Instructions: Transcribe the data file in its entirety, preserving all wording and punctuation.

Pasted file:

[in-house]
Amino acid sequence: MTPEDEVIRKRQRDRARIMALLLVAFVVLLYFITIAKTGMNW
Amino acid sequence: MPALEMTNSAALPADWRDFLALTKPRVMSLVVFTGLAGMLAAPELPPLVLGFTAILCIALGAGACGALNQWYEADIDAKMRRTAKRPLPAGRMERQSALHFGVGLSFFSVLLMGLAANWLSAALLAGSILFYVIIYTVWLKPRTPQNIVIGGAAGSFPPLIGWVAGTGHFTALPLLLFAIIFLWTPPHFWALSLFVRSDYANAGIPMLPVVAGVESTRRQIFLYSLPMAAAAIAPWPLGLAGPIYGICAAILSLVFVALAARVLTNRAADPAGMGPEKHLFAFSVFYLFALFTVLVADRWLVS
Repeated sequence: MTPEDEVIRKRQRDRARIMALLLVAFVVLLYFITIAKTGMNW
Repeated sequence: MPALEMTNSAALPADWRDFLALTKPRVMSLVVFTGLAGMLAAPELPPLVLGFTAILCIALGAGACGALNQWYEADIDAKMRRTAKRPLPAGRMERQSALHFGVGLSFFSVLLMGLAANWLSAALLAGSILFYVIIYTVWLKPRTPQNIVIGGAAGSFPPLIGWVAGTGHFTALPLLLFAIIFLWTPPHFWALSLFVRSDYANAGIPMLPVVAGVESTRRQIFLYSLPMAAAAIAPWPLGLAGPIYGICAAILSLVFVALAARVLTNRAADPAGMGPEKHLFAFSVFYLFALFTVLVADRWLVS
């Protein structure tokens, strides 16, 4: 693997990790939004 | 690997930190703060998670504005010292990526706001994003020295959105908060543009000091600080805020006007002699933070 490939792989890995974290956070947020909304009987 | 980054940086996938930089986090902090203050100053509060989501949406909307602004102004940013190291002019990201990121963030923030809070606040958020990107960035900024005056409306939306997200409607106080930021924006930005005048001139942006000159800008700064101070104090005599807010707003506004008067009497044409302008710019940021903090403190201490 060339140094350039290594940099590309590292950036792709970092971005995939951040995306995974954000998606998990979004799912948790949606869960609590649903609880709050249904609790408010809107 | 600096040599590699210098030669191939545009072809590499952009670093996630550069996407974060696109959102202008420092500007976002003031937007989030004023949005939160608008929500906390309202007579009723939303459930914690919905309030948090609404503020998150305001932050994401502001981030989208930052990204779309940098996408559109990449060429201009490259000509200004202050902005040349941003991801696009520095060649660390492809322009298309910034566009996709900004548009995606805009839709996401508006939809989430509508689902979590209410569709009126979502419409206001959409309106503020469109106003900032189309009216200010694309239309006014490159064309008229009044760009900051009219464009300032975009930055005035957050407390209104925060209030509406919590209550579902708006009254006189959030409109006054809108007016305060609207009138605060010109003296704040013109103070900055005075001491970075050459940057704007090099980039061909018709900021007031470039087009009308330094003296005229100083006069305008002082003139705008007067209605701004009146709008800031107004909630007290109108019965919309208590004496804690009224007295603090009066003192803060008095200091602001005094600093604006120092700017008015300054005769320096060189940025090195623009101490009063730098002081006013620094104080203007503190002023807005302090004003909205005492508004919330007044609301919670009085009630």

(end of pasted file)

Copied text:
[in-house]
Amino acid sequence: MTPEDEVIRKRQRDRARIMALLLVAFVVLLYFITIAKTGMNW
Amino acid sequence: MPALEMTNSAALPADWRDFLALTKPRVMSLVVFTGLAGMLAAPELPPLVLGFTAILCIALGAGACGALNQWYEADIDAKMRRTAKRPLPAGRMERQSALHFGVGLSFFSVLLMGLAANWLSAALLAGSILFYVIIYTVWLKPRTPQNIVIGGAAGSFPPLIGWVAGTGHFTALPLLLFAIIFLWTPPHFWALSLFVRSDYANAGIPMLPVVAGVESTRRQIFLYSLPMAAAAIAPWPLGLAGPIYGICAAILSLVFVALAARVLTNRAADPAGMGPEKHLFAFSVFYLFALFTVLVADRWLVS
Repeated sequence: MTPEDEVIRKRQRDRARIMALLLVAFVVLLYFITIAKTGMNW
Repeated sequence: MPALEMTNSAALPADWRDFLALTKPRVMSLVVFTGLAGMLAAPELPPLVLGFTAILCIALGAGACGALNQWYEADIDAKMRRTAKRPLPAGRMERQSALHFGVGLSFFSVLLMGLAANWLSAALLAGSILFYVIIYTVWLKPRTPQNIVIGGAAGSFPPLIGWVAGTGHFTALPLLLFAIIFLWTPPHFWALSLFVRSDYANAGIPMLPVVAGVESTRRQIFLYSLPMAAAAIAPWPLGLAGPIYGICAAILSLVFVALAARVLTNRAADPAGMGPEKHLFAFSVFYLFALFTVLVADRWLVS
């Protein structure tokens, strides 16, 4: 693997990790939004 | 690997930190703060998670504005010292990526706001994003020295959105908060543009000091600080805020006007002699933070 490939792989890995974290956070947020909304009987 | 980054940086996938930089986090902090203050100053509060989501949406909307602004102004940013190291002019990201990121963030923030809070606040958020990107960035900024005056409306939306997200409607106080930021924006930005005048001139942006000159800008700064101070104090005599807010707003506004008067009497044409302008710019940021903090403190201490 060339140094350039290594940099590309590292950036792709970092971005995939951040995306995974954000998606998990979004799912948790949606869960609590649903609880709050249904609790408010809107 | 600096040599590699210098030669191939545009072809590499952009670093996630550069996407974060696109959102202008420092500007976002003031937007989030004023949005939160608008929500906390309202007579009723939303459930914690919905309030948090609404503020998150305001932050994401502001981030989208930052990204779309940098996408559109990449060429201009490259000509200004202050902005040349941003991801696009520095060649660390492809322009298309910034566009996709900004548009995606805009839709996401508006939809989430509508689902979590209410569709009126979502419409206001959409309106503020469109106003900032189309009216200010694309239309006014490159064309008229009044760009900051009219464009300032975009930055005035957050407390209104925060209030509406919590209550579902708006009254006189959030409109006054809108007016305060609207009138605060010109003296704040013109103070900055005075001491970075050459940057704007090099980039061909018709900021007031470039087009009308330094003296005229100083006069305008002082003139705008007067209605701004009146709008800031107004909630007290109108019965919309208590004496804690009224007295603090009066003192803060008095200091602001005094600093604006120092700017008015300054005769320096060189940025090195623009101490009063730098002081006013620094104080203007503190002023807005302090004003909205005492508004919330007044609301919670009085009630």